Yukoners noticing more stinging insects — and stings — this summer
Pest control specialist in Whitehorse says he's getting a lot more calls about stinging insects
Whitehorse resident Murray Lundberg went on Facebook this week with an observation shared by many this summer.
"After not being stung in decades, I just got nailed for the 3rd time in a month. The first time, I got stung several times and my foot and ankle swelled up like a balloon," he wrote.
"They may not technically be 'bees' — little black and yellow stingy things," wrote Lundberg.
They're probably not bees and there are a lot more predatory wasp-like insects out and about this summer in Whitehorse, said Calvin Gillings, one of the city's pest control providers.
Gillings said the most common stinging insects in Yukon are yellow jackets, bald-faced hornets and European honeybees.
He said his calls for service this year are probably double what they were last summer, and people are likely getting more stings in recent days.
"Definitely with the heat coming on, the stinging insects are more active, causing more stings," said Gillings.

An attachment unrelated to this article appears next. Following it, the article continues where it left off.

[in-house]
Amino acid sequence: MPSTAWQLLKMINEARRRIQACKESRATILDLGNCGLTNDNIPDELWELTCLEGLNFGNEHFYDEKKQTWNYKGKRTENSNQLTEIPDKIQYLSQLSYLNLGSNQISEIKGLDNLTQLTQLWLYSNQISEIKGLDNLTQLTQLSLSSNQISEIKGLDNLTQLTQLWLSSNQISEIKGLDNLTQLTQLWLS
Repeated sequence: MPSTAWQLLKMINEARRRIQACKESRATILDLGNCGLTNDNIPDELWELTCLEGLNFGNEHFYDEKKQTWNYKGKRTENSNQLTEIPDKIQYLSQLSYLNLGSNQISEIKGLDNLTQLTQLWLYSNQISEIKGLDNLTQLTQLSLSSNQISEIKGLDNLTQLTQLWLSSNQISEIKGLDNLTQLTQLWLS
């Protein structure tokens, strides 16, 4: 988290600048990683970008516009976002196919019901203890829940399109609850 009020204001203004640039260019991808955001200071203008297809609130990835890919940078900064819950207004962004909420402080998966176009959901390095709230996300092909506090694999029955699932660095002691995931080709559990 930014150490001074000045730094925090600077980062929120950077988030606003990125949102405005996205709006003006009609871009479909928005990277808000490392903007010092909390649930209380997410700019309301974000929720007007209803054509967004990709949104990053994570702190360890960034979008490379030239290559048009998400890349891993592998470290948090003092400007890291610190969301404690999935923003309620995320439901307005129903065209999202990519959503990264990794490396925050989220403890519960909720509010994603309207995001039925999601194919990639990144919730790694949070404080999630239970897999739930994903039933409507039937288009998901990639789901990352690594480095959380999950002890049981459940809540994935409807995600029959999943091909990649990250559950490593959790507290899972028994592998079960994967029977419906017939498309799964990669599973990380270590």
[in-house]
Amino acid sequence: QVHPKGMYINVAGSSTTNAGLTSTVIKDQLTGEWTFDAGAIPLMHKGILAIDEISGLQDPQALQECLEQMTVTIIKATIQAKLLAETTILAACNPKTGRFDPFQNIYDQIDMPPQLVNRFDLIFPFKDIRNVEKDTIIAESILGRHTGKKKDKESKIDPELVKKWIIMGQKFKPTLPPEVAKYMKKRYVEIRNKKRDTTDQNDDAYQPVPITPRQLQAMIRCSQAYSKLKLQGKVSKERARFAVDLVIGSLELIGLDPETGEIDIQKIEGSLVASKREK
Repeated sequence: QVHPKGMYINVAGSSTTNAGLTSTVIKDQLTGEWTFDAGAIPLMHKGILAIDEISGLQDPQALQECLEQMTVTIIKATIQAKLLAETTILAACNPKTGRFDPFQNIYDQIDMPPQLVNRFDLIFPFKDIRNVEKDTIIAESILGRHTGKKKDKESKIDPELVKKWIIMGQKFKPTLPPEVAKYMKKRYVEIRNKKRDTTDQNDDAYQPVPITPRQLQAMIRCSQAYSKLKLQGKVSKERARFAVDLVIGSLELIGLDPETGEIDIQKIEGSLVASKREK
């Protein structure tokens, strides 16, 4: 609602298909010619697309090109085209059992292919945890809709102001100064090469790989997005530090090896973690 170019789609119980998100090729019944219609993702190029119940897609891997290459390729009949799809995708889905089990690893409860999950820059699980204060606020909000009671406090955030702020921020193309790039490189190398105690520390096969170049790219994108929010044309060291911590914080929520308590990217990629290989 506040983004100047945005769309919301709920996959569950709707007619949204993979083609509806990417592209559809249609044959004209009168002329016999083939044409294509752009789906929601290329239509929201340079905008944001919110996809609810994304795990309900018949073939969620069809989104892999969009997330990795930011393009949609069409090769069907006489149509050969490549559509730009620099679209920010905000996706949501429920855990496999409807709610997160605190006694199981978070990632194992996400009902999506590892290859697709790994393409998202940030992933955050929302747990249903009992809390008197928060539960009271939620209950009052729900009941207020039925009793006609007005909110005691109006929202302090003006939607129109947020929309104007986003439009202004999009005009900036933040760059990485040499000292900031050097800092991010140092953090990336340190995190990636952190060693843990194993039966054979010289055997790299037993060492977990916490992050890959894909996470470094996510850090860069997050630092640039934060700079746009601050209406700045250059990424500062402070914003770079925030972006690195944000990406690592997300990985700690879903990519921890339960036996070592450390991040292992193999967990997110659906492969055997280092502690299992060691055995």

Yellow jackets and hornets are carnivores, with aphids being a common meal for them, Gillings said. If there are more aphids this summer than usual, that could account for increased carnivores.
They're often seen buzzing around the front of parked vehicles looking for roadkill — dead bugs stuck on the grill — to carry away, he said.
"They're very territorial as well, that's why they attack you, because they're very territorial with their nests."
Gillings said many people deal with getting rid of insects themselves, but they can certainly call professionals for hard-to-get-at-nests or if they just don't want to do it.
People should first determine if the insects are European honeybees, yellow jackets or the bald-faced hornets, he said.
Gillings recommends leaving hanging nests in place if possible. The pheromones of the previous occupants will deter other stinging insects from the area.
He adds many yellow jackets and hornets actually live in underground nests or in bushes and trees.
European honeybees live on pollen and help the environment by pollinating plants. For that reason, he said, people may not want to exterminate them.
"I really don't encourage people to destroy European honeybees, because they are a beneficial species and they are on the decline," he said.
The yellow jackets and hornets are not pollinators, but "everything in nature has their place," he said.
With files from Tara McCarthy